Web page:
A 4X4 Matrix contains 16 keys. This number can be either doubled to 32 Keys by using one button in addition to the matrix or increased to 30 Keys by using one of the matrix keys as a selector button similar to the ‘Shift key’ in the keyboard. This is entirely a software approach. If the user operates the selector button and releases the key, then the alternate function is activated and this continues until the user operates the selector button for the next time. It is like toggling action between the normal and the alternate functions of the keys. Below is the program for converting 16 Keys to 30 functions. This is useful to develop simple systems which do not require an alphanumeric display to show the Menu options.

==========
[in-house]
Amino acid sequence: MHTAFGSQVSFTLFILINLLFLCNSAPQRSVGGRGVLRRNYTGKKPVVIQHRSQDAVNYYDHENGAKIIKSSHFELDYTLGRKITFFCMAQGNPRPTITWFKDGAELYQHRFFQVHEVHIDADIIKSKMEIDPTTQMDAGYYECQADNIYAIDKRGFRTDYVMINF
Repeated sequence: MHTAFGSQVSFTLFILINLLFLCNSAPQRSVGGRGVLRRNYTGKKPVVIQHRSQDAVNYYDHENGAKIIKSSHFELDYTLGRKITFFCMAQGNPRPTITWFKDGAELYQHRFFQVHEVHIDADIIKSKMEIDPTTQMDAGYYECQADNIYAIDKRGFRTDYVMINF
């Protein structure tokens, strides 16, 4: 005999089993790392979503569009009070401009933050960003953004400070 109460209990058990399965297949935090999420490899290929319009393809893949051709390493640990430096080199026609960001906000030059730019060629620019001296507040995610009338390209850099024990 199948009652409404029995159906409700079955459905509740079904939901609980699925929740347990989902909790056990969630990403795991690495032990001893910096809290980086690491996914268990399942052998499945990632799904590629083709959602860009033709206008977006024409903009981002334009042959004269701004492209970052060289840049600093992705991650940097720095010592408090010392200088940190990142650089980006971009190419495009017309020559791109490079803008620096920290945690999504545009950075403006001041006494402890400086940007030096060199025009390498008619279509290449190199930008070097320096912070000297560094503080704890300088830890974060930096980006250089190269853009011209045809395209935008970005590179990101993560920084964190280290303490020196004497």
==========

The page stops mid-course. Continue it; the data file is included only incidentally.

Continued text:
Keypads in Proteus
There are inbuilt matrix keypads in the Proteus software. Their operation is as discussed till now. These keypads can be used while developing the simulation part of a prototype. Phone and calculator keypads are readily available in the software.
Using the Phone Keypad
The phone keypad in the Proteus software has three columns and four rows. So, the program has to be modified for correct identification of the key. The column variable must run from ‘1 to 3’ instead of ‘1’ to 4’ and as there are 3 switches above the 2nd row, the key is read as ‘3+column’ instead of ‘4+column’.
Interrupt Driven Key Identification